The 1917 guide-book, Sightseeing in Moscow, reads: “The city’s trams are powered by electricity, which is supplied by a specially-built electric power plant … The plant generates 6,600-volts of alternating current; underground cables then carry it to nine substations located in different parts of the city, where  high-voltage alternating current is transformed into 600-volt direct current; next, direct current is carried by underground cables from the substations to the wires; from there, it flows via the electric arc of the driving carriage to its engine and sets the carriage into motion; the spent electric charge flows back to the underground cables via the rails and is directed to the substations.”

In 2015, GES-2 was removed from service and a year later the Moscow Government took the decision to renovate the historical building, transforming it into a museum and educational complex, the Academy of Contemporary Art..

Not only trams, trolley buses and the metro are powered by electricity, but also commuter trains, which owe their name in Russian – elektrichki – to this type of propulsion. The project to electrify railway lines in Moscow got underway in 1929 and was only completed in the mid-1950s. Today, electric trains carry over 10 million passengers in the city every day.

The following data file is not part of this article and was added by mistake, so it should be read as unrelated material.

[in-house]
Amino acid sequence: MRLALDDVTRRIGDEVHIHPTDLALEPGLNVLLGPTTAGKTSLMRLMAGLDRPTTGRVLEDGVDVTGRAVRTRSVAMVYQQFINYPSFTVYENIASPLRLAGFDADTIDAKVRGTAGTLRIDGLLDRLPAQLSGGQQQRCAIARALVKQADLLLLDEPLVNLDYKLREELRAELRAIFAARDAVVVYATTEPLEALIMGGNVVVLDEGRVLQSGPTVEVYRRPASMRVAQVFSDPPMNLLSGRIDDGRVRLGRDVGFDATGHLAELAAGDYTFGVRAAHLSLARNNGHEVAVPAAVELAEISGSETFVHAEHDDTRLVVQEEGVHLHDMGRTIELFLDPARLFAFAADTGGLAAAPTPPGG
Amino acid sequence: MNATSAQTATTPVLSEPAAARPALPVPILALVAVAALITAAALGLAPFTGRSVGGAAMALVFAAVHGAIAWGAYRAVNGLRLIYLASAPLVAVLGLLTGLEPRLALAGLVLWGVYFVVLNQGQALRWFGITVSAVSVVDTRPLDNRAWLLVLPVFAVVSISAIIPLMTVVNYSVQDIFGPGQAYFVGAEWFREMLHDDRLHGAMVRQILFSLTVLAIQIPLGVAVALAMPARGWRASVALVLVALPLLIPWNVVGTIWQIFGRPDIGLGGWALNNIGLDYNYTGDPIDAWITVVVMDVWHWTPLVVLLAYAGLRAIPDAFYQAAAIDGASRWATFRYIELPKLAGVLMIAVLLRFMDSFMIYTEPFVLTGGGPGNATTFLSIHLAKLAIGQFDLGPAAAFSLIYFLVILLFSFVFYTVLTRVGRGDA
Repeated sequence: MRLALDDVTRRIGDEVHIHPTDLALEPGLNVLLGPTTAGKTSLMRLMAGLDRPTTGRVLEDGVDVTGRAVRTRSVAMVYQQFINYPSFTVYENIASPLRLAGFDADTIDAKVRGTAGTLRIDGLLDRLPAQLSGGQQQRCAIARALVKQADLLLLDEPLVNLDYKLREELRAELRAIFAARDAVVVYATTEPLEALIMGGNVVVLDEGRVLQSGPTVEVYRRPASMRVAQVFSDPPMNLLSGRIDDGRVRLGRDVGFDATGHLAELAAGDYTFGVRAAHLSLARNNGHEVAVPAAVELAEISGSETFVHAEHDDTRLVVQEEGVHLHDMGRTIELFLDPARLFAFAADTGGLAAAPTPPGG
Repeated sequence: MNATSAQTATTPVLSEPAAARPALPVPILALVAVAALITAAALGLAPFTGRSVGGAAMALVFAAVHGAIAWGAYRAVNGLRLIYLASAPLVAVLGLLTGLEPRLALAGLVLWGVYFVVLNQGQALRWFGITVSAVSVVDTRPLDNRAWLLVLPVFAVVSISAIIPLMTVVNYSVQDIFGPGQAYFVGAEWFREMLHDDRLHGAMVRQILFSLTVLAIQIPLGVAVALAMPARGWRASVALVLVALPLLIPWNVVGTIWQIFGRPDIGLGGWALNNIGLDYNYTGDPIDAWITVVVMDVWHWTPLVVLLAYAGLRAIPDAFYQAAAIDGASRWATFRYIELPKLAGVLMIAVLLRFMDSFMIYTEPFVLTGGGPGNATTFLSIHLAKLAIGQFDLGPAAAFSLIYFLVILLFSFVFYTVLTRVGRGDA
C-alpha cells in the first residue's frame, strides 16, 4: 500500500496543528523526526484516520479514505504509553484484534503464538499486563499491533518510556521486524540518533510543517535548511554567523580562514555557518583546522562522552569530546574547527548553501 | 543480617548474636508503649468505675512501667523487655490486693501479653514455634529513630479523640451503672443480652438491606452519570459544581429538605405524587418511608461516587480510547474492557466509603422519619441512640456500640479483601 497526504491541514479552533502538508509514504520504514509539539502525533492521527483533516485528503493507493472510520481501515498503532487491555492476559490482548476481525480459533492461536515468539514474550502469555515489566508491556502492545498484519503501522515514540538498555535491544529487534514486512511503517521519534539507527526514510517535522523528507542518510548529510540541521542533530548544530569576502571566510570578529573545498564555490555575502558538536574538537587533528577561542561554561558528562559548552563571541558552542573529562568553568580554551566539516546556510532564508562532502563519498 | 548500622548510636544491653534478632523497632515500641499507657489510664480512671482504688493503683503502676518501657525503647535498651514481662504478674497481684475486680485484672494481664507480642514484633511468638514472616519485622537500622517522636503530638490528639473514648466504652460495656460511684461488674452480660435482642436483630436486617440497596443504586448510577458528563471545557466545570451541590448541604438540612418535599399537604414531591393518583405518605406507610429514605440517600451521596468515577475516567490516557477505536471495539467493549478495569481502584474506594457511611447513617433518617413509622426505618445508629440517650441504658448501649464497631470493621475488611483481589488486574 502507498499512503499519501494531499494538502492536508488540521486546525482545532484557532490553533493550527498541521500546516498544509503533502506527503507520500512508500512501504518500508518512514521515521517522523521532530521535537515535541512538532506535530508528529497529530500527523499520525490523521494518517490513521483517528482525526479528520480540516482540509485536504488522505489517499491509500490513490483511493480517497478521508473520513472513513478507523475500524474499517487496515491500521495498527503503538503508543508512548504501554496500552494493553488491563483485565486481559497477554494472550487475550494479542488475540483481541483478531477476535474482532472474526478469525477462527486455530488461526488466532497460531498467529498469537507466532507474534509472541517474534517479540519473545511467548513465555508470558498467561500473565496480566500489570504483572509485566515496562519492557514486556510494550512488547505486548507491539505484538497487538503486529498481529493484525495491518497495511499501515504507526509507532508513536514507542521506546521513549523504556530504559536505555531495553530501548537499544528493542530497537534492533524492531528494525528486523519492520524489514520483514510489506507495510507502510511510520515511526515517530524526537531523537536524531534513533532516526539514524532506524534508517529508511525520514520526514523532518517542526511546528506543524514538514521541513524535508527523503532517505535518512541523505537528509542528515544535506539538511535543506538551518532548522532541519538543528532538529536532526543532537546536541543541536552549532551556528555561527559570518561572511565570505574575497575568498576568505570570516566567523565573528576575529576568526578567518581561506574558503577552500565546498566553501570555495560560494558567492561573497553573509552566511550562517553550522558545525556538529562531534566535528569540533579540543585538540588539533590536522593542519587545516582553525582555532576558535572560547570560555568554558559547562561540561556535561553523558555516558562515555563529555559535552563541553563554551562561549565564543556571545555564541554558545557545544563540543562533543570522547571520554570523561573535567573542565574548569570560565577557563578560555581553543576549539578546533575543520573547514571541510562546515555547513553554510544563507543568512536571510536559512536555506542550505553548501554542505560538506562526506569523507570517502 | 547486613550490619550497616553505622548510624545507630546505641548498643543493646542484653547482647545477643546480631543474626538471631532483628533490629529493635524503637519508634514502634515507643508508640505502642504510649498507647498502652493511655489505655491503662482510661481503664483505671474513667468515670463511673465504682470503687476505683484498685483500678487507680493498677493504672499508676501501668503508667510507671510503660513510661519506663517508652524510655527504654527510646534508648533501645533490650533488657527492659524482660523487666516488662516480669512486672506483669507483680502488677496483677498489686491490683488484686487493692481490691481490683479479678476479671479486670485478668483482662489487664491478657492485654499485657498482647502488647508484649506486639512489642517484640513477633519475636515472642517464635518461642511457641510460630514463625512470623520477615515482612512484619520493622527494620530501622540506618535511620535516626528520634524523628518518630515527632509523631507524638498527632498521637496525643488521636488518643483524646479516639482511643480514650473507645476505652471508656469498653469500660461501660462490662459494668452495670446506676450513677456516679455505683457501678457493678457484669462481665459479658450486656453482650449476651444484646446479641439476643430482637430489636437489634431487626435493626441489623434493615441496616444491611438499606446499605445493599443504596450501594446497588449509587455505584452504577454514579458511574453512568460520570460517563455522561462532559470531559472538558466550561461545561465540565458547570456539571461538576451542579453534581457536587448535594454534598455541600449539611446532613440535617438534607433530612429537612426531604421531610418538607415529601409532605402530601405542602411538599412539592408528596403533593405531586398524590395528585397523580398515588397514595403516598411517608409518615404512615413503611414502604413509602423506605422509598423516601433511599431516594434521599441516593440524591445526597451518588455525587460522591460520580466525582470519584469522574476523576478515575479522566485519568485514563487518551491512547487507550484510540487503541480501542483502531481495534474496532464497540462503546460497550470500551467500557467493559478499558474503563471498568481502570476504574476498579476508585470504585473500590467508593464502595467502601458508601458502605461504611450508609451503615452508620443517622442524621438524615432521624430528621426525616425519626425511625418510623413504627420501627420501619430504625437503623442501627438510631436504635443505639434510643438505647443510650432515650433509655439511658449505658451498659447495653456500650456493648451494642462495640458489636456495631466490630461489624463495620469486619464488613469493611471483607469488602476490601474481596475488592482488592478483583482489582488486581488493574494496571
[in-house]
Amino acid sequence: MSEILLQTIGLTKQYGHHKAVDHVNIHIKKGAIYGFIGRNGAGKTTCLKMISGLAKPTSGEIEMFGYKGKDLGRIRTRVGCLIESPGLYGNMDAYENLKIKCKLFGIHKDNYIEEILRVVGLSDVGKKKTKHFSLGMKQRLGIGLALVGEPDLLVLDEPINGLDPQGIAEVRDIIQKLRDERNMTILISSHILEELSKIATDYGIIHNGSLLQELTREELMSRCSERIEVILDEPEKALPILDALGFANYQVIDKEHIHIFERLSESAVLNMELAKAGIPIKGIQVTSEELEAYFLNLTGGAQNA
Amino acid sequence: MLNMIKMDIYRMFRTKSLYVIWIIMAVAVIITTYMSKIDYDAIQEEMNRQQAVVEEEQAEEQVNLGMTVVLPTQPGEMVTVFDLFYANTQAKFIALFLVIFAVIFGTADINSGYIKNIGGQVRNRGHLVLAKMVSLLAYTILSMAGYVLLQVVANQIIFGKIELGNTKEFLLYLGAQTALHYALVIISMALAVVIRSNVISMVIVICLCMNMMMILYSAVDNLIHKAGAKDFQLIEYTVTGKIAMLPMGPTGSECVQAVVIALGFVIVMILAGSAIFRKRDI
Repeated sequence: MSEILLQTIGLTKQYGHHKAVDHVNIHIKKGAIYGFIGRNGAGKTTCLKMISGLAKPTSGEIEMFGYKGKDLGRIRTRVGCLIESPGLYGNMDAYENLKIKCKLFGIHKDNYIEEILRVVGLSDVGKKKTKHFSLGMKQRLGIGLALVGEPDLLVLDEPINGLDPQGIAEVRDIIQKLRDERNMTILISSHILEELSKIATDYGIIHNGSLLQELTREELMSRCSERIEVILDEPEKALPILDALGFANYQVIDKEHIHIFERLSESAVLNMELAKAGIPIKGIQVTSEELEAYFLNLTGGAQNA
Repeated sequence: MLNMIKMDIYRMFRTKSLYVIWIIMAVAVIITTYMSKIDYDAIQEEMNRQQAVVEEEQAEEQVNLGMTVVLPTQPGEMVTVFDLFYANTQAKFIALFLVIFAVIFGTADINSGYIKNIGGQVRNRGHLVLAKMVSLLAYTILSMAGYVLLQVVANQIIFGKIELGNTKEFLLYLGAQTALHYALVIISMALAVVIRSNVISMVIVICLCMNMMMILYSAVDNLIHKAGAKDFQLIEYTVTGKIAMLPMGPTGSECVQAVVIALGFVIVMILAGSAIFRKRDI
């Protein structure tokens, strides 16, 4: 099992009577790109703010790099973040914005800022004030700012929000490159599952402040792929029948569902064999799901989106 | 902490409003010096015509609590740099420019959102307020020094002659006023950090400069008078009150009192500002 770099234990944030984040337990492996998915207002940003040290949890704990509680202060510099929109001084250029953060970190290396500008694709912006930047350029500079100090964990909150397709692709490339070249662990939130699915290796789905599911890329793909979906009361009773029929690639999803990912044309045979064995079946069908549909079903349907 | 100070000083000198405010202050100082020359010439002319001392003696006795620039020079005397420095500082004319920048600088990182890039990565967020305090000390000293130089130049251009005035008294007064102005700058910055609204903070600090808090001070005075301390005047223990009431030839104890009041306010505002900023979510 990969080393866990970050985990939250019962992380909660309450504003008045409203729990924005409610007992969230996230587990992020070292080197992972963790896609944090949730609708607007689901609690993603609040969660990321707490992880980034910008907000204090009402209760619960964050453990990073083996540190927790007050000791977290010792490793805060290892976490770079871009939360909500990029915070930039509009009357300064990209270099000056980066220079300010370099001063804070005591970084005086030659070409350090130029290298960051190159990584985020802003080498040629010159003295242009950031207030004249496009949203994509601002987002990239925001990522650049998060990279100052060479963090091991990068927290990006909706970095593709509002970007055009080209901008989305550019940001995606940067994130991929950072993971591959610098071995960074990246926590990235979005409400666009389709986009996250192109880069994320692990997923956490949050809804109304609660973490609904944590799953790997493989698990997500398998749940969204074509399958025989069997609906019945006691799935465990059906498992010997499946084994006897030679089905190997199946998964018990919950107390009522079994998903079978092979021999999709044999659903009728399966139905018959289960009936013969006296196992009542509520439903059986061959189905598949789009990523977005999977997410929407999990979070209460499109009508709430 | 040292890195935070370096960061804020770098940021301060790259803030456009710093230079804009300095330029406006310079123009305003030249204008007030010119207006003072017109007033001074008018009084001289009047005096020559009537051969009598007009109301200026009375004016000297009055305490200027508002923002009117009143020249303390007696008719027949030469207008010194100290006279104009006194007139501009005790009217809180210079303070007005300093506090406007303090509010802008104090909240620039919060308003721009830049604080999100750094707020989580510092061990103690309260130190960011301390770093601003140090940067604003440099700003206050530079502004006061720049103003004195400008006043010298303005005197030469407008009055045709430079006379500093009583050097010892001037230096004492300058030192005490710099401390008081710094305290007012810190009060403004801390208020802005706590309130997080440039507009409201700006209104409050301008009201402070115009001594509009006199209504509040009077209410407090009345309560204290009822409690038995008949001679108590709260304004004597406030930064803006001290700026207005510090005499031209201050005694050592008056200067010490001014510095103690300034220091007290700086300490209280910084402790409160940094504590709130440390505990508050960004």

In harmony with time… and water

There are many fields for application of electricity in the city’s economy. For example, the development of tram service required that synchronised electric clocks be installed in various districts to control service intervals. The book Moscow’s Contemporary Economy reads: “The clocks are set to work in sync with the central clock installed at the City Duma building in Voskresenskaya Square” (now Revolution Square – mos.ru).

In 1912, the Mytishchinskaya Water Pump Station, which supplied water to the city, started to use electricity. They installed generators to operate pumps, as well as electric lighting in all buildings located on the territory of the station, including the machinery hall, offices and residential buildings for workers. The only remaining gas lamps were used for outdoor lighting.